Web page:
May-Lee Chai, Hapa Girl

“Things I learned from kids in school: …people with dark skin looked like that because they were dirty. Dark-skinned dirty people were more likely to be criminals than anyone else. …Mixed-race people are signs of the End Times, when the Anti-Christ would return and rule on earth for a thousand years of bloodshed and turmoil. The presence of my brother and me in school and in town was definitely Not a Good Sign” (80).

“By the time I was fifteen and a half, I had given up trying to fit in here. I was merely trying to survive. The stares people gave me were changing. Now grown men sidled up to me on the sidewalk, came up to me after church gatherings, at community picnics, at wedding receptions. They wanted to tell me about the hookers they’d known in Vietnam, on R&R in Thailand, in the Philippines, in Taiwan” (138).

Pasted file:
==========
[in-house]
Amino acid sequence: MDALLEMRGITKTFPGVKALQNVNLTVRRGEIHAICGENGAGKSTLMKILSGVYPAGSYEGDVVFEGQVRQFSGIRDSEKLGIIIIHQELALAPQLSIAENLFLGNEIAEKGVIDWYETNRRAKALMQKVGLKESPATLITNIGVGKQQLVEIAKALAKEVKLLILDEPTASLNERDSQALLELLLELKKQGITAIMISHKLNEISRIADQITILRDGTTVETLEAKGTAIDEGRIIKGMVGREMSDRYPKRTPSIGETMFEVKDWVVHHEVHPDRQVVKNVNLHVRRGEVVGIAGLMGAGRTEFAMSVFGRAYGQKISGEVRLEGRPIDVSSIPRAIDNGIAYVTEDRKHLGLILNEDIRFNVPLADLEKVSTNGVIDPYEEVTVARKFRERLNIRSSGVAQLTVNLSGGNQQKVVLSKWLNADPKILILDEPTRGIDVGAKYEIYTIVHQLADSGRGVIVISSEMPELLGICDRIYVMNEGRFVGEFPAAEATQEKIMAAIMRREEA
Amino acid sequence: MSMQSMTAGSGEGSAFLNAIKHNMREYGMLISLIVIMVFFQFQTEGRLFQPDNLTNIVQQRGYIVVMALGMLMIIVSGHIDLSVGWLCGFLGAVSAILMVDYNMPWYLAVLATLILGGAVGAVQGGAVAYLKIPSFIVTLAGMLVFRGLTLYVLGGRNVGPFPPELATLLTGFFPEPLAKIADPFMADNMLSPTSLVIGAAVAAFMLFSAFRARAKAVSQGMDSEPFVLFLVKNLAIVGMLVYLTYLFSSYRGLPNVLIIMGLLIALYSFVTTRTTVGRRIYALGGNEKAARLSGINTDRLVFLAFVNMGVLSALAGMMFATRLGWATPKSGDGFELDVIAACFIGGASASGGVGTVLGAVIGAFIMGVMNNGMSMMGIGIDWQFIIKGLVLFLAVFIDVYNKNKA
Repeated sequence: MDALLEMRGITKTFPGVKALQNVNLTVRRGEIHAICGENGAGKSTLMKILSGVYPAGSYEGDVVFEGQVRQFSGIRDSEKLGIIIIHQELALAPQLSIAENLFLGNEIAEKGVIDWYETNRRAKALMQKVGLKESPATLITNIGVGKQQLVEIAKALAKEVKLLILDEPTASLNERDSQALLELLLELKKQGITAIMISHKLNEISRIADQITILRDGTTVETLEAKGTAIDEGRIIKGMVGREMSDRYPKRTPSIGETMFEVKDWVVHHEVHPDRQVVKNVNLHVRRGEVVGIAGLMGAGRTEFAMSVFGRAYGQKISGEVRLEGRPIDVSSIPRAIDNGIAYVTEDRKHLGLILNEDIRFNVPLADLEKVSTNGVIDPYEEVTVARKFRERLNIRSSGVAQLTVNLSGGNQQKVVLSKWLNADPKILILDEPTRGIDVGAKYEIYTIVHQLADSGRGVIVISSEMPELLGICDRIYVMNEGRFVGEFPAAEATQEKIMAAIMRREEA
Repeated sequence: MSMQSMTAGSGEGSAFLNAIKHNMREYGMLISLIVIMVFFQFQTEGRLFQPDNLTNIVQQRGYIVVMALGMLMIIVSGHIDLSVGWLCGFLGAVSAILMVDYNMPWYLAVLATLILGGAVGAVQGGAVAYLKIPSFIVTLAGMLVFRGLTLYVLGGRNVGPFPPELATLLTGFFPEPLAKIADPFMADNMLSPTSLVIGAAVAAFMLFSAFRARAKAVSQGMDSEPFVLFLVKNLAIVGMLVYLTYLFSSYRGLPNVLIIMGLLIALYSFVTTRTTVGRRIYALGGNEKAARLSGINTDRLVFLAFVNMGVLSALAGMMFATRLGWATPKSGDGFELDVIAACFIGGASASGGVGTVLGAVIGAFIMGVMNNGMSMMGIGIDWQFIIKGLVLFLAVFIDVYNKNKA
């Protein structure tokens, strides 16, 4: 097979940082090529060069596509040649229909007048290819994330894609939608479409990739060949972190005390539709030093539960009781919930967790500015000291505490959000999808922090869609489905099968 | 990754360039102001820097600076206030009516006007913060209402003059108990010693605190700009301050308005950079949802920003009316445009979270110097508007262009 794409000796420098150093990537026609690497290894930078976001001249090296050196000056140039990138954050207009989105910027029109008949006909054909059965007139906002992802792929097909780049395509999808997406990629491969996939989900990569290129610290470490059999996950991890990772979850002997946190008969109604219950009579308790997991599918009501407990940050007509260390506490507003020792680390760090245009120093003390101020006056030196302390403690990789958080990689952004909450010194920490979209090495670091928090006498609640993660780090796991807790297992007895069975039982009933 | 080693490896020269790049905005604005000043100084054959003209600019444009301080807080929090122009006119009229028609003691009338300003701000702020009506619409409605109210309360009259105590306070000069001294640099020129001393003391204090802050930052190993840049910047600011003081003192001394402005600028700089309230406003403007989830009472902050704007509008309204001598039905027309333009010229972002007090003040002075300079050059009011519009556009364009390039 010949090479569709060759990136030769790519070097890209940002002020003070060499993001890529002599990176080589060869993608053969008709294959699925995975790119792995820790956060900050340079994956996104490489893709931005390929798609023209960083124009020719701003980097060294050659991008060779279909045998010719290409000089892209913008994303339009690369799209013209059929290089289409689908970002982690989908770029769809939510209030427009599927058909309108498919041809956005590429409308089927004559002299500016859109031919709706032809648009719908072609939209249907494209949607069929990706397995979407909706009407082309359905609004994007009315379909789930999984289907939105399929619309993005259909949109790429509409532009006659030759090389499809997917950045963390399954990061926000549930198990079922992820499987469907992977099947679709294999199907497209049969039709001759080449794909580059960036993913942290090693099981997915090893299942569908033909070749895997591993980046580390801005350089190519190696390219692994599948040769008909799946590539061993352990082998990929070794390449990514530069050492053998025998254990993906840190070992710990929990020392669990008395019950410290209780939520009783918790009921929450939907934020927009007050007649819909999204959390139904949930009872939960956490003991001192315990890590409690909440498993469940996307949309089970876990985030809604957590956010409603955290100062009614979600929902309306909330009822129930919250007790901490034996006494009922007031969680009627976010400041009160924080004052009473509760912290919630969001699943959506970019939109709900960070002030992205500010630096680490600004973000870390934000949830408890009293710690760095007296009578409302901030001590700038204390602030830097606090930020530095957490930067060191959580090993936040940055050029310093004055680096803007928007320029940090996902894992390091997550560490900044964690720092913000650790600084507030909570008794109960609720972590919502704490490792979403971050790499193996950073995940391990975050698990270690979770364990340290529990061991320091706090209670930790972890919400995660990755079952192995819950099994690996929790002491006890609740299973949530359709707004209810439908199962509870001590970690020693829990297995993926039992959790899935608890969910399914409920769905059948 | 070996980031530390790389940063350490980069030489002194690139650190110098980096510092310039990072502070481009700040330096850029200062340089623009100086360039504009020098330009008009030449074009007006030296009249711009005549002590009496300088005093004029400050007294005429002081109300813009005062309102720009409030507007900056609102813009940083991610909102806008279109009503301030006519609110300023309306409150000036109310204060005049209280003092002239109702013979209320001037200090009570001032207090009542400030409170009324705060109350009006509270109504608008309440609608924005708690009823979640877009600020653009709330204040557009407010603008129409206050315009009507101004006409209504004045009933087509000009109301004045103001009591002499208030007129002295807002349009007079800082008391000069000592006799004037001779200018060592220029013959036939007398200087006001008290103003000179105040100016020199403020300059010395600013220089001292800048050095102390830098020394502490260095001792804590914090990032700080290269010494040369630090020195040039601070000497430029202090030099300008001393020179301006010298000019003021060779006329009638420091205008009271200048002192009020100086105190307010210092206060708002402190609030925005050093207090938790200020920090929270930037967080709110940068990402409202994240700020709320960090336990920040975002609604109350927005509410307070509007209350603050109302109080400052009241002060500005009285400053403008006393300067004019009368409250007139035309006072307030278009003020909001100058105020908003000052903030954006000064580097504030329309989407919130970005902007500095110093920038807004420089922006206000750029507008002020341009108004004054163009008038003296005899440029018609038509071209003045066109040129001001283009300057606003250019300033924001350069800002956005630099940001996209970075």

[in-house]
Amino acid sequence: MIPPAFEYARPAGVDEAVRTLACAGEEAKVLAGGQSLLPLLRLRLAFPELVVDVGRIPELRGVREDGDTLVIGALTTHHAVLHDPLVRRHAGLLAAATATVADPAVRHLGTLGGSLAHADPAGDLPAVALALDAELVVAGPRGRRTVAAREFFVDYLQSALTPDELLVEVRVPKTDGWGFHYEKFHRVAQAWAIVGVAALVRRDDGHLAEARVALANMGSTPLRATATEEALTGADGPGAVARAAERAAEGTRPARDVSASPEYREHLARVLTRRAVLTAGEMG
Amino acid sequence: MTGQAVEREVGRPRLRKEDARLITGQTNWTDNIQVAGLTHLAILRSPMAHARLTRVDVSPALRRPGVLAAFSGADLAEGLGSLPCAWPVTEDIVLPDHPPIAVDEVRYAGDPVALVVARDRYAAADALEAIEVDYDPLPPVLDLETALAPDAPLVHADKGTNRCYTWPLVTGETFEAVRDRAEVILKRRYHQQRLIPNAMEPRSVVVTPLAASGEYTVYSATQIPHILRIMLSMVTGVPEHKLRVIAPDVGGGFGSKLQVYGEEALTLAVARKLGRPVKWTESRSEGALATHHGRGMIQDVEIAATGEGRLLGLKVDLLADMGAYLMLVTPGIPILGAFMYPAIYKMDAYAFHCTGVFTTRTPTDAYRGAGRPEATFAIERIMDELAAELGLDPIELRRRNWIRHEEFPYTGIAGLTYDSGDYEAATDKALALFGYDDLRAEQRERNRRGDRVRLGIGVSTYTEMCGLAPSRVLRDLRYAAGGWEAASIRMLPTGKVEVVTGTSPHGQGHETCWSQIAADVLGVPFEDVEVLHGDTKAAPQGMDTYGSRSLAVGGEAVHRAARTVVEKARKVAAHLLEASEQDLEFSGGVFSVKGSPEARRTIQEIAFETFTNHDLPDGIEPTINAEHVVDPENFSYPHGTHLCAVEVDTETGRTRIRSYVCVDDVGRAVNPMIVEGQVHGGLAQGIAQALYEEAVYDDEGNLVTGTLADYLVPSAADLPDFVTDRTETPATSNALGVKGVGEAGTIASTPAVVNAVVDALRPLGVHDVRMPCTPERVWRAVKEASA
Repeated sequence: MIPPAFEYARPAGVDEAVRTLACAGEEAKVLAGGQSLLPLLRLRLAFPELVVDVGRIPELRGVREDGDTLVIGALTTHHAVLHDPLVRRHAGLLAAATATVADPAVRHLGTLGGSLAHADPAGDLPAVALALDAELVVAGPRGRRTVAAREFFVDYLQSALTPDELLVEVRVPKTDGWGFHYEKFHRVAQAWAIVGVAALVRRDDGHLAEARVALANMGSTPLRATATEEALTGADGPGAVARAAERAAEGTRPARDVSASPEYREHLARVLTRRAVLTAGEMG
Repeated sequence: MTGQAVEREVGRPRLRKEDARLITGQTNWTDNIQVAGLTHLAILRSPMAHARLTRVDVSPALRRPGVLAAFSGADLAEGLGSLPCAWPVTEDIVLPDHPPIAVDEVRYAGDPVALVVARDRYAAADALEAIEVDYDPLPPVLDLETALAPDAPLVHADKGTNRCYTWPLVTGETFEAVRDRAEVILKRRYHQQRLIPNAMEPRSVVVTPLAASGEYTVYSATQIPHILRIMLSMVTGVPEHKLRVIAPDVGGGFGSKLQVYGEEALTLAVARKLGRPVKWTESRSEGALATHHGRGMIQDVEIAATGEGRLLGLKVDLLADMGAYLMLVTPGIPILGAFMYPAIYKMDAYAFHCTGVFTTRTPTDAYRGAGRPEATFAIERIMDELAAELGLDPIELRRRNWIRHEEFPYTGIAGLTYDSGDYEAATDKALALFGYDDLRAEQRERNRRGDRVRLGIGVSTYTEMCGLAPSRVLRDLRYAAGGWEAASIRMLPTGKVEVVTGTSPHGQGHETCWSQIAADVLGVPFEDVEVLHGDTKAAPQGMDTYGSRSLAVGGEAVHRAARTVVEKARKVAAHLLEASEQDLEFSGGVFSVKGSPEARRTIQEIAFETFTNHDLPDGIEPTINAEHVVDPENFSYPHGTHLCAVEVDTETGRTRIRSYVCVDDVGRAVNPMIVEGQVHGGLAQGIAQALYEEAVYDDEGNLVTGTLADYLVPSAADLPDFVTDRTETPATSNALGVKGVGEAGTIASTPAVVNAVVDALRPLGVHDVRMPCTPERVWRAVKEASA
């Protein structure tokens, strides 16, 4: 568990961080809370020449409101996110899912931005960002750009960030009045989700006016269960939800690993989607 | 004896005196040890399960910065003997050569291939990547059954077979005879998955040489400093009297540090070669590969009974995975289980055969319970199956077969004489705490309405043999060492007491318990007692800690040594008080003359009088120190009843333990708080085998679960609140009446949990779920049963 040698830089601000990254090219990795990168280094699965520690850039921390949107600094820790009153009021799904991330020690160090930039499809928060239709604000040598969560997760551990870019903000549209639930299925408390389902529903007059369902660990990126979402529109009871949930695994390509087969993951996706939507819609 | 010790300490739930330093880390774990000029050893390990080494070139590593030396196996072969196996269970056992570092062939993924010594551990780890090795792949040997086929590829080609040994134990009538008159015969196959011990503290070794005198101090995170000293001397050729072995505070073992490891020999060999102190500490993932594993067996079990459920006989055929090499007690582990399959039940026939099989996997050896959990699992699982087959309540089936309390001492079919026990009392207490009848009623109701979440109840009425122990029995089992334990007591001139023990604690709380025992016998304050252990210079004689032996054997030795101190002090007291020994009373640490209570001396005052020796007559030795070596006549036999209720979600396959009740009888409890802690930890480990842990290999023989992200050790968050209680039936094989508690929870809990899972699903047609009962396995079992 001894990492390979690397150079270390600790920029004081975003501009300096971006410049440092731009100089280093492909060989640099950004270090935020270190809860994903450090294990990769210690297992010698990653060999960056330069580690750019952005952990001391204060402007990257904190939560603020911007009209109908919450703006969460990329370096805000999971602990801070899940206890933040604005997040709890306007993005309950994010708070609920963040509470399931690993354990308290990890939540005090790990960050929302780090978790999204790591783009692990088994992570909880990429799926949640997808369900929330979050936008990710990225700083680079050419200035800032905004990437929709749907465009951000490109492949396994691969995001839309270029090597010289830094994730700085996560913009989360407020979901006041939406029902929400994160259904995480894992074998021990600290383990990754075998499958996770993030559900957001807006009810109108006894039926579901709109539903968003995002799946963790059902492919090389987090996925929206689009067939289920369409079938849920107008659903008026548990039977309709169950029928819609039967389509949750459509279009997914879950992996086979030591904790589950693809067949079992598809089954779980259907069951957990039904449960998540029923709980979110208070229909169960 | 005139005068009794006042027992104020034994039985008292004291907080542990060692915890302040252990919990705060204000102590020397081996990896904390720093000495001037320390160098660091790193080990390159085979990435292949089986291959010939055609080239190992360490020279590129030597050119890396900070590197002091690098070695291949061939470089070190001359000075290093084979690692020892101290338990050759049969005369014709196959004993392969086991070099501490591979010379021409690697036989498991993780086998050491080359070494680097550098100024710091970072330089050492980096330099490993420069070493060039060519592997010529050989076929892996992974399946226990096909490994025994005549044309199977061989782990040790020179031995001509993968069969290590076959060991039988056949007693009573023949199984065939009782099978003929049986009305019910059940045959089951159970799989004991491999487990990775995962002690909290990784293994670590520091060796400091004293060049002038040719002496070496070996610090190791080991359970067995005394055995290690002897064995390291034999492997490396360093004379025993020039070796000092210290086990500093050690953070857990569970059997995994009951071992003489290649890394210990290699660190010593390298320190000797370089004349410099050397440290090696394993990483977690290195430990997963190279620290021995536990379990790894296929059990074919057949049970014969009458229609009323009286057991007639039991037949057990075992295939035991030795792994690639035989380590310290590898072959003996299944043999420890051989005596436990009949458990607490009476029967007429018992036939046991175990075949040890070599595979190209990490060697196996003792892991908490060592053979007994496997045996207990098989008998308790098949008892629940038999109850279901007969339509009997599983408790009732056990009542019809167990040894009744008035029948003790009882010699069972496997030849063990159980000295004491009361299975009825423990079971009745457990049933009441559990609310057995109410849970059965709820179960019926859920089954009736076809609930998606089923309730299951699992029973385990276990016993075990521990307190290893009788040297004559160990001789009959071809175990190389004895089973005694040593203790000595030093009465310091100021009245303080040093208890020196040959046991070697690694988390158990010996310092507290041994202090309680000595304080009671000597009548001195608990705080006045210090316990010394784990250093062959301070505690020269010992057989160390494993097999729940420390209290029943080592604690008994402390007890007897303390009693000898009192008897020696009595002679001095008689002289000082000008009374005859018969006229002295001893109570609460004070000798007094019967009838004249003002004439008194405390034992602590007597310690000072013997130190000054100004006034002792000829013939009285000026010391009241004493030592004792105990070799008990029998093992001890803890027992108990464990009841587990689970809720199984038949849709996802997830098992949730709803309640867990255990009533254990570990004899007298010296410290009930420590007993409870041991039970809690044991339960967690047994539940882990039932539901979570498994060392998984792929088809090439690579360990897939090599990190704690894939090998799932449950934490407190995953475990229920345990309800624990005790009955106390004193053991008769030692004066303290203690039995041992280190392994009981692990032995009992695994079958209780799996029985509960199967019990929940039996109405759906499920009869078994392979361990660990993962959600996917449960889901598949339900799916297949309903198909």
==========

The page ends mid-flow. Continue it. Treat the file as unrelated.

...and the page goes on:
These quotes caught my eye in May-Lee Chai’s, Hapa Girl. The book primarily circles around the story of Chai’s parents, and their triumphs and fails as a nomadic family. One of the roughest places socially for May-Lee and her brother Jeff is in South Dakota, where their family settles on a farm while the father works at a university. The top quote comes from that period in Chai’s life – from the children of that Midwestern school. There is such an interesting dynamic between her parents; and the struggle for them to be successful in the academic world pulls the narrative along.

Check out May-Lee Chai’s website for more about the book, her bio, and an interview of her reading from it.

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